2 Chronicles 30 Study Notes
30:1 The Assyrians had conquered Israel, so there was no longer any Israelite king to enforce separation from Judah. This enabled Hezekiah to invite everyone—citizens of Judah and Israel alike—to come to Jerusalem and participate in the Passover he was planning.
30:2-5 The Passover was prescribed to be observed the first month every year, but that did not allow enough time for preparations, so the Passover observance was postponed until the second month. The law had a provision that it could be held a month later if necessary (Nm 9:9-11). Beer-sheba to Dan encompasses all of Judah and Israel.
30:6-12 The invitation to people from the northern kingdom to come to Jerusalem for the Passover expressed God’s gracious willingness to extend mercy to those who repent and return. It met with mixed results (see note at v. 1). Some mocked the messengers and declined the invitation, but a few people decided to make the trip to Jerusalem for the Passover.
30:13-14 The Kidron Valley was where garbage was dumped and burned.
30:15-17 The priests and Levites who had been reluctant to participate became ashamed and consecrated themselves in order to return to their duties. Still, there was a shortage of purified priests, so the division of responsibilities by which Levites assisted the priests continued.
30:18-20 Many people from the north did not realize that before they were allowed to eat the Passover lamb or the unleavened bread, they had to go through personal purification. When King Hezekiah prayed for the people who had accidentally contaminated the feast, God did not hold it against them; the occasion remained joyous.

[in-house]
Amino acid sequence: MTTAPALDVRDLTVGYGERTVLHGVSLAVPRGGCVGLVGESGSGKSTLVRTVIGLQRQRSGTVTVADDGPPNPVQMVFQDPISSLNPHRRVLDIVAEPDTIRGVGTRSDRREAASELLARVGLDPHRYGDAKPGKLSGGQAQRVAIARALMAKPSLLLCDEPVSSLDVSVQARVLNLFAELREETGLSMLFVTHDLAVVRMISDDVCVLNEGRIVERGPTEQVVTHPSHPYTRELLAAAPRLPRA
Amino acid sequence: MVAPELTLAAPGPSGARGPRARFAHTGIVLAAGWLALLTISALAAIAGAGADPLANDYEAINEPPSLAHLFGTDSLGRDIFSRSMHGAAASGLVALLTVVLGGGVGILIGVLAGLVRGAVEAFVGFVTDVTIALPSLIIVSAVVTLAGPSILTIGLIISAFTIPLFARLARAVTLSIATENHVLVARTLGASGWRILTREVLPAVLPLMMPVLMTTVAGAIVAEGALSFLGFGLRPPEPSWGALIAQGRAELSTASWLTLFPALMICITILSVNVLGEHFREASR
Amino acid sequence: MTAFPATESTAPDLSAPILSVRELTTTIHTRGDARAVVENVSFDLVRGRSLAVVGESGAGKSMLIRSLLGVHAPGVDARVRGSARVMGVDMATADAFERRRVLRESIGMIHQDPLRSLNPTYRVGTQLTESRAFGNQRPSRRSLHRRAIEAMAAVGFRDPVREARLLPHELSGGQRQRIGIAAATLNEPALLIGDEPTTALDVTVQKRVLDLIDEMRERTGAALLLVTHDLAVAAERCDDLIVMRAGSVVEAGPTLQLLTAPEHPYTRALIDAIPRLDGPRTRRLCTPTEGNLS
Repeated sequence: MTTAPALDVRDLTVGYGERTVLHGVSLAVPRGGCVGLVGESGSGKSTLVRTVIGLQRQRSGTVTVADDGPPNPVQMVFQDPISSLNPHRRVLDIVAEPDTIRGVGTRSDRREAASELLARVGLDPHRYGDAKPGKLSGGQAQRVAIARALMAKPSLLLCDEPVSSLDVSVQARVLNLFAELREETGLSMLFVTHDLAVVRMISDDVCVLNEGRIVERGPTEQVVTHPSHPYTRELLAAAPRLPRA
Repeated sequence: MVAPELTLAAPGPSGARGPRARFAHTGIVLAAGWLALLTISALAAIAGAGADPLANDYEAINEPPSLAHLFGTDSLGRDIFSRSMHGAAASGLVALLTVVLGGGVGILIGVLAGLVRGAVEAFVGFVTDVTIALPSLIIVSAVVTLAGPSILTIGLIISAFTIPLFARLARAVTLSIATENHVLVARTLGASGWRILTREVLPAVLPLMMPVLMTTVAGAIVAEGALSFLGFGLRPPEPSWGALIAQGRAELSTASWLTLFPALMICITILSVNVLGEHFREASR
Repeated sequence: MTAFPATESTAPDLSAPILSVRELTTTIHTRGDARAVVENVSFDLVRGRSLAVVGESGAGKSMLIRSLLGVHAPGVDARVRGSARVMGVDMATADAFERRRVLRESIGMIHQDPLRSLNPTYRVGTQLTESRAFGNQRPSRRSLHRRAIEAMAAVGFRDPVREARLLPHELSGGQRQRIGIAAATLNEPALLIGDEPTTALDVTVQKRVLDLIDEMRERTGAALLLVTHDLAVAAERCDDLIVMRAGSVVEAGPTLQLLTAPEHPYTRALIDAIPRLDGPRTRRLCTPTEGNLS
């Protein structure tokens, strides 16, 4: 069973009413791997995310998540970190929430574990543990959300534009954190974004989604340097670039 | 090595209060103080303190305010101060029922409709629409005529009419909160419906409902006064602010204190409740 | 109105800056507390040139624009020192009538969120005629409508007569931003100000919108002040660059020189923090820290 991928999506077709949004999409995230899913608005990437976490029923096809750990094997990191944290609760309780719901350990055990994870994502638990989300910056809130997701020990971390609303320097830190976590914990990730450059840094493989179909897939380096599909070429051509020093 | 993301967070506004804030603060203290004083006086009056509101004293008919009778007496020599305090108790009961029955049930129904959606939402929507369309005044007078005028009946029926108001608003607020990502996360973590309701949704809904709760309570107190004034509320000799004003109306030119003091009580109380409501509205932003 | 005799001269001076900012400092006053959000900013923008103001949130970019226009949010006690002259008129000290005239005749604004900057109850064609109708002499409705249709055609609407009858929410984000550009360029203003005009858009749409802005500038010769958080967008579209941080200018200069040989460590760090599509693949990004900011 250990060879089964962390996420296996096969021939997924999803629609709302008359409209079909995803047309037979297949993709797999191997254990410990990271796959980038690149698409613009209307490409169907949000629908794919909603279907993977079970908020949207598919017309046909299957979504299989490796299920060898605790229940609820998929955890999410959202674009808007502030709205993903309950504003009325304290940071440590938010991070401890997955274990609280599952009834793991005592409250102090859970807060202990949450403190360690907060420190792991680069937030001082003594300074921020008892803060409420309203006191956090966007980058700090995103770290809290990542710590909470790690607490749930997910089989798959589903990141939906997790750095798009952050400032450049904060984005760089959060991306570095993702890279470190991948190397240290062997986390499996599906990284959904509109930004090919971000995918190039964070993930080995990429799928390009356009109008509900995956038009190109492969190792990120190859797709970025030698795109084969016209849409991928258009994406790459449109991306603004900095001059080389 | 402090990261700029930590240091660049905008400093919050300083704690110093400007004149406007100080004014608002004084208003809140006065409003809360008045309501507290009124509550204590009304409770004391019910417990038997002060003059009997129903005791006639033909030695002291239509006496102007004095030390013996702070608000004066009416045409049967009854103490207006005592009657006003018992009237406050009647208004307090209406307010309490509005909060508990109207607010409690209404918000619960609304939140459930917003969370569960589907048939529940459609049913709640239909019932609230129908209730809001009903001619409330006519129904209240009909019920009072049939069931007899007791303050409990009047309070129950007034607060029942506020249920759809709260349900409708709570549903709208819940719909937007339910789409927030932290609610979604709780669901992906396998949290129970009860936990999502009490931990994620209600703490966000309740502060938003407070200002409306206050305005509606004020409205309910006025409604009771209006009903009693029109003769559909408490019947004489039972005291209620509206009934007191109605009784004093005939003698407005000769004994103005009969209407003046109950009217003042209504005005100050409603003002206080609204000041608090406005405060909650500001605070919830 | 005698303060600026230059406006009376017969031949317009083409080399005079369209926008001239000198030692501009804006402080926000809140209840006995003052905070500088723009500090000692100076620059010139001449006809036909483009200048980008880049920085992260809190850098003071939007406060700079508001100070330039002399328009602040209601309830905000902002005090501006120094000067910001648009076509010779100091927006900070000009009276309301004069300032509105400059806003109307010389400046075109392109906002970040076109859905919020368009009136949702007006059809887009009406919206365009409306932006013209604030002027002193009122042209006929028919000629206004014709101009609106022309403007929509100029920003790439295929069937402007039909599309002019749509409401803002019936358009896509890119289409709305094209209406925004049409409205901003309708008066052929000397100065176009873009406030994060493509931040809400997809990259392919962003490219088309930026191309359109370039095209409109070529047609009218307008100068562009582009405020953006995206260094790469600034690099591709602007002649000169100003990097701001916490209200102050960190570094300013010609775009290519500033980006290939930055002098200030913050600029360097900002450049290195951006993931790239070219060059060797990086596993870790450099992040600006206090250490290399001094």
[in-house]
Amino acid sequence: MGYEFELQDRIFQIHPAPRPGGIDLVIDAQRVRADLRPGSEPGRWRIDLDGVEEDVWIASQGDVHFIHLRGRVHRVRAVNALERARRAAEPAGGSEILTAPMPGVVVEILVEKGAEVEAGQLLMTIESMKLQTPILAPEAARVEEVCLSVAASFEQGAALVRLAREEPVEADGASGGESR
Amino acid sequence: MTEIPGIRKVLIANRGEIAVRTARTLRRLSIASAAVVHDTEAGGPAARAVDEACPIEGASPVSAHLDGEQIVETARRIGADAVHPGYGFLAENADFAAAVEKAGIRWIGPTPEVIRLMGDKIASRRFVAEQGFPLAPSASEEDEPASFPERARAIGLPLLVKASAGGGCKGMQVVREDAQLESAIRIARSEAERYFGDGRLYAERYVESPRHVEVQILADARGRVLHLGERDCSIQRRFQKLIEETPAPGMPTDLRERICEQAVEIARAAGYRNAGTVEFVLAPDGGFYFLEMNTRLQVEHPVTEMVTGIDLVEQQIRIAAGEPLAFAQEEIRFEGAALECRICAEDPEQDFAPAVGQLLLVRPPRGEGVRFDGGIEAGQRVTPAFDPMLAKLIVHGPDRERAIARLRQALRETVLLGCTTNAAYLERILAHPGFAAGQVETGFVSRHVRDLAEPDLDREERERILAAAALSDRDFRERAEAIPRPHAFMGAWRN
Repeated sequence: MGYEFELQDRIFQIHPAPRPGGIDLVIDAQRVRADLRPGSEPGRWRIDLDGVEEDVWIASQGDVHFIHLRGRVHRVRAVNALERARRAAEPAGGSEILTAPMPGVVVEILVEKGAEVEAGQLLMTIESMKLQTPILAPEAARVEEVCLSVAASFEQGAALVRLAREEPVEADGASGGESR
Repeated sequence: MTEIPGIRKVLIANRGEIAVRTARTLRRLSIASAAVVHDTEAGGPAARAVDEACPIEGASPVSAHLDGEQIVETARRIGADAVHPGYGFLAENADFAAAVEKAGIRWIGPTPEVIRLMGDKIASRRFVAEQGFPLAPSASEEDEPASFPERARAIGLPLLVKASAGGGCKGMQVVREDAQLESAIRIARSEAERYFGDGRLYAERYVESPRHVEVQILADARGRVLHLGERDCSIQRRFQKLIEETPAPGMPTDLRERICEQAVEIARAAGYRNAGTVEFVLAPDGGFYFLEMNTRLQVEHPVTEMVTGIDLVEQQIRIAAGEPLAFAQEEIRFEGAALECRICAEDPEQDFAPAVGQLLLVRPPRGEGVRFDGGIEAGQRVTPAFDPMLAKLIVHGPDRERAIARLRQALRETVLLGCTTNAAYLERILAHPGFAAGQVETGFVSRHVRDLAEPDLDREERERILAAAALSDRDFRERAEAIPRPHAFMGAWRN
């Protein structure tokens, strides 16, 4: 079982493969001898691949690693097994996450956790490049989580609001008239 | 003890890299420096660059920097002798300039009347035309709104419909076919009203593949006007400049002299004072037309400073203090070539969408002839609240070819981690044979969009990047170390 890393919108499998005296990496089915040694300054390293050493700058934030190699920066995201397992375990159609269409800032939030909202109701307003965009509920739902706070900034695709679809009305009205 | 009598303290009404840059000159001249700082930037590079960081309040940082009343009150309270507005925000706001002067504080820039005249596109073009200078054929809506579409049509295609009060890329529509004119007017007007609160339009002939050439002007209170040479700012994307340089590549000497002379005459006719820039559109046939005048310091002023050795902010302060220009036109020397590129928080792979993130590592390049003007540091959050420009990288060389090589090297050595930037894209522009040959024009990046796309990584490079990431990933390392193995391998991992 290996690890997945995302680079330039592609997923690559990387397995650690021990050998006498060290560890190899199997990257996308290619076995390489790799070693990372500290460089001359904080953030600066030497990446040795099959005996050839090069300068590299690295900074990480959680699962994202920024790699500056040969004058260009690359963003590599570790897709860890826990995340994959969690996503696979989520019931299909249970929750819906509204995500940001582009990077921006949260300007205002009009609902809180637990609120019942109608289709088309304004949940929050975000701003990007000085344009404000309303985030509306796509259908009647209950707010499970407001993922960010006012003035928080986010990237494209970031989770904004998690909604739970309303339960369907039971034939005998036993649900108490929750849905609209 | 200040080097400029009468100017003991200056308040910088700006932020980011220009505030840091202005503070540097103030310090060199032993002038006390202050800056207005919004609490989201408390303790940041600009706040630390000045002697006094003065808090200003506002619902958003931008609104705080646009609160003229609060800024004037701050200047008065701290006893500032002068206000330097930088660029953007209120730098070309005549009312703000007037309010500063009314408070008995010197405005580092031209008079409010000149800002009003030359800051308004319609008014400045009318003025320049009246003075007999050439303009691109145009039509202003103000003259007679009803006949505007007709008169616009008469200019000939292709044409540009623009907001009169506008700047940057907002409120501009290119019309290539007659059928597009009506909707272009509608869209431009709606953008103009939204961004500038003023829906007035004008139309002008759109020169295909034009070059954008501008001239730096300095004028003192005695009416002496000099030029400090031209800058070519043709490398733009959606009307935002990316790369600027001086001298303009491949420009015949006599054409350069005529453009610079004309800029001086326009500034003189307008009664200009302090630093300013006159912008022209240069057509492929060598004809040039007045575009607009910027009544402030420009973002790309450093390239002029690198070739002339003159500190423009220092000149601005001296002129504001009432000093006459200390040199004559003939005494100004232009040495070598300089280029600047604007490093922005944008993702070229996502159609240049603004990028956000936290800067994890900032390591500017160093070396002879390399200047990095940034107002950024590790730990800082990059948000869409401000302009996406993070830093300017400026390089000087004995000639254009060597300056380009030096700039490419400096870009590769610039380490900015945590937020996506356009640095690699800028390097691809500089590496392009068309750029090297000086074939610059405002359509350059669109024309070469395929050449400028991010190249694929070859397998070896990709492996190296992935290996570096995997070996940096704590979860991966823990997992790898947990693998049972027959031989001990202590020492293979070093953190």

30:21-22 Once again, the Chronicler emphasizes that joyful music was an important part of the celebration.
30:23-24 Hezekiah and a number of his officials contributed numerous animals to be offered as sacrifices. This eased the economic burden on some members of the congregation and also contributed to the joy of the celebration, so by popular acclaim it was extended for another week.
30:25 Even the resident aliens—some of the people who had just been resettled into the former northern kingdom by the Assyrian conquerors—came to Jerusalem and took part in the celebration. This added an evangelistic aspect to the festival.
30:26 The Chronicler states that Hezekiah’s reign represented the revival of the kingdoms of David and Solomon. Hezekiah was a righteous man who was devoted to the Lord. He was the first king since Solomon to have positive influence over all of Israel since, with the conquest of the northern kingdom by Assyria, there was no longer a divided kingdom.
30:27 When God heard them, it fulfilled the petition Solomon had made at the dedication of the temple (6:21).